Effects of Tidal Inundation on Carbon Cycling in Hypersaline Salt Pond Soils: A Mesocosm Approach

Rebecca Morrow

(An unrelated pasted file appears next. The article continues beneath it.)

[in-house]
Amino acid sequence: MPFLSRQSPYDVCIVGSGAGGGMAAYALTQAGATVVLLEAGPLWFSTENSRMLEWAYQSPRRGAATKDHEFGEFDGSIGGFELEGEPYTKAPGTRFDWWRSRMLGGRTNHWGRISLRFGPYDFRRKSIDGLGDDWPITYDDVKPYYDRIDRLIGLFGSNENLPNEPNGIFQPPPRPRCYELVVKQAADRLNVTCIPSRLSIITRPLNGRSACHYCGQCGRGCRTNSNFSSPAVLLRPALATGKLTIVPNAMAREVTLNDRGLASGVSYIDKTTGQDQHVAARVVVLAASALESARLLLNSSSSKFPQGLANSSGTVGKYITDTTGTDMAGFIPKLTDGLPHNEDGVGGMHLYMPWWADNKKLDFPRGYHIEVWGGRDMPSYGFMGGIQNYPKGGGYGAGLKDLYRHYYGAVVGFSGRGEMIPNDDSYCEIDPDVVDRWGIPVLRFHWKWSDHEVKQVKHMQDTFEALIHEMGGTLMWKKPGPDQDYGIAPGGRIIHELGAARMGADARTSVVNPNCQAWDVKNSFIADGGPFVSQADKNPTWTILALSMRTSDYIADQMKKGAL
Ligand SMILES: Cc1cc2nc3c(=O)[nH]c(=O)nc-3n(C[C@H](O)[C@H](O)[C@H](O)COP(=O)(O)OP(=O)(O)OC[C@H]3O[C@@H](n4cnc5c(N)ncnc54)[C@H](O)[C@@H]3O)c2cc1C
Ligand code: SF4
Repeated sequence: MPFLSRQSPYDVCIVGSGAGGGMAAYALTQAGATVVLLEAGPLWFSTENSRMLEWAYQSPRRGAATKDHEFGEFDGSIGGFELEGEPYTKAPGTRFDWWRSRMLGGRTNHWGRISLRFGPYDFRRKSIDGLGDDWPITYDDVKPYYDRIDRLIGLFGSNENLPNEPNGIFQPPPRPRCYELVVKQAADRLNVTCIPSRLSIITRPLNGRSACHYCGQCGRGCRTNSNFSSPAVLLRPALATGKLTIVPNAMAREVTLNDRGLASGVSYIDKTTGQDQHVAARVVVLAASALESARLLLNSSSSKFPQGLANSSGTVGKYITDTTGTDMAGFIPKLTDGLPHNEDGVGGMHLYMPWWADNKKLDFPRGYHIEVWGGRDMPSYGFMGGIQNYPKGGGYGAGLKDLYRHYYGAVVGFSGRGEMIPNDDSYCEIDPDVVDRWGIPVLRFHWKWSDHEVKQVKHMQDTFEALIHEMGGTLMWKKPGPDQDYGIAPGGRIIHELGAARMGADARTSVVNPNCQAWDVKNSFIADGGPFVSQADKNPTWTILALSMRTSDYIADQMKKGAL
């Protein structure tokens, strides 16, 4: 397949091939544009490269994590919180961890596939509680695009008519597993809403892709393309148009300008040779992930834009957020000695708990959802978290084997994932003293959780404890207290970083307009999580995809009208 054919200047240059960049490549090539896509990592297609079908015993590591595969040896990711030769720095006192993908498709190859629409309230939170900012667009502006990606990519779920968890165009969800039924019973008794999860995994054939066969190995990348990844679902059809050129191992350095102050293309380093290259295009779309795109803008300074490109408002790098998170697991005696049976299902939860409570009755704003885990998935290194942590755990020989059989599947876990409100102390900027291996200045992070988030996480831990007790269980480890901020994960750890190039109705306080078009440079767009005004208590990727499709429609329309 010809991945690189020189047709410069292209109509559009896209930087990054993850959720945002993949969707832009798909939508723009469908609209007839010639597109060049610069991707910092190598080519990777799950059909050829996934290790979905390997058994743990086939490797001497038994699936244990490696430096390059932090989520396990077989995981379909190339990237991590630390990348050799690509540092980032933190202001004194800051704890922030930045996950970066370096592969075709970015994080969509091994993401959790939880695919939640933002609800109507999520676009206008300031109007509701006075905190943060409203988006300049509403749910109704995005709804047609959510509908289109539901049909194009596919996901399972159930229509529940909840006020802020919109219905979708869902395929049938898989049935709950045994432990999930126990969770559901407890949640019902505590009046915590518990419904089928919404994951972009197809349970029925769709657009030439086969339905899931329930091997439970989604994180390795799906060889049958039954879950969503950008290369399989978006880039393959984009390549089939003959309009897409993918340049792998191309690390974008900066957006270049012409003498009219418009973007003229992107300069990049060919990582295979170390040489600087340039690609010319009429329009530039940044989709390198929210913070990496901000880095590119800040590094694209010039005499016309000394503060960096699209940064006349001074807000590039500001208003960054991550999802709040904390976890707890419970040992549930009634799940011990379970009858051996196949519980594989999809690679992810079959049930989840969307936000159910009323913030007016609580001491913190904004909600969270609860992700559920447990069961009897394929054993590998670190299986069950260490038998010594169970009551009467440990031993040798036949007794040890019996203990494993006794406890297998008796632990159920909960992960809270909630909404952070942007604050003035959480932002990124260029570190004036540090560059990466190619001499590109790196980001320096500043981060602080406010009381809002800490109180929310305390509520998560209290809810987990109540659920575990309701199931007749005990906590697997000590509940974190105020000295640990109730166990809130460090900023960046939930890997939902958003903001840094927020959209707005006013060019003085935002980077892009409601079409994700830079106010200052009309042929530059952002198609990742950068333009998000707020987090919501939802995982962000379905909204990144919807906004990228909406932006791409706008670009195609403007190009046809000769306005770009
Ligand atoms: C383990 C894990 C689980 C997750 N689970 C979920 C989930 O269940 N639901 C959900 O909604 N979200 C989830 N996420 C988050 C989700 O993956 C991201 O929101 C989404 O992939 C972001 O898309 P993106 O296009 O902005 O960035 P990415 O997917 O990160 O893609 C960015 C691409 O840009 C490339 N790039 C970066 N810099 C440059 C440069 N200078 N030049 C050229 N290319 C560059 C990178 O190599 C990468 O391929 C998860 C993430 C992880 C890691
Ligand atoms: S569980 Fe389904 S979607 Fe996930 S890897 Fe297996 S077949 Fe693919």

Saltmarshes play a significant role in regulating global climate through biological carbon sequestration from anoxic soils. These carbon sequestration mechanisms are impacted by tidal restrictions from land uses like commercial salt pond construction. Efforts to restore tidal influences to these impacted land sites are of increasing interest to Australian land managers in order to mitigate atmospheric carbon. This study examined the effect of tidal inundation on soil carbon cycling in salt ponds in a 30-day mesocosm experiment where soil cores collected from a decommissioned salt pond were subjected to salinity manipulations. Reducing salinity from 94 psu to 34 psu had no effect on greenhouse gas emission or rates of litter decay. Grain size analysis of the soil cores revealed low permeability, potentially limiting the effects of the treatment. Soil redox potentials reflected an abundance of SO42- reduction which may have blocked methanogenesis. Labile organic matter (OM) decayed at over twice the rate of recalcitrant OM, suggesting the presence of leaching from high soil moisture and low microbial degradation. This study suggests the tidal reinstatement  into salt pond soils would have no effect on carbon cycling for some time and that salt ponds make good candidates for a saltmarsh restoration project.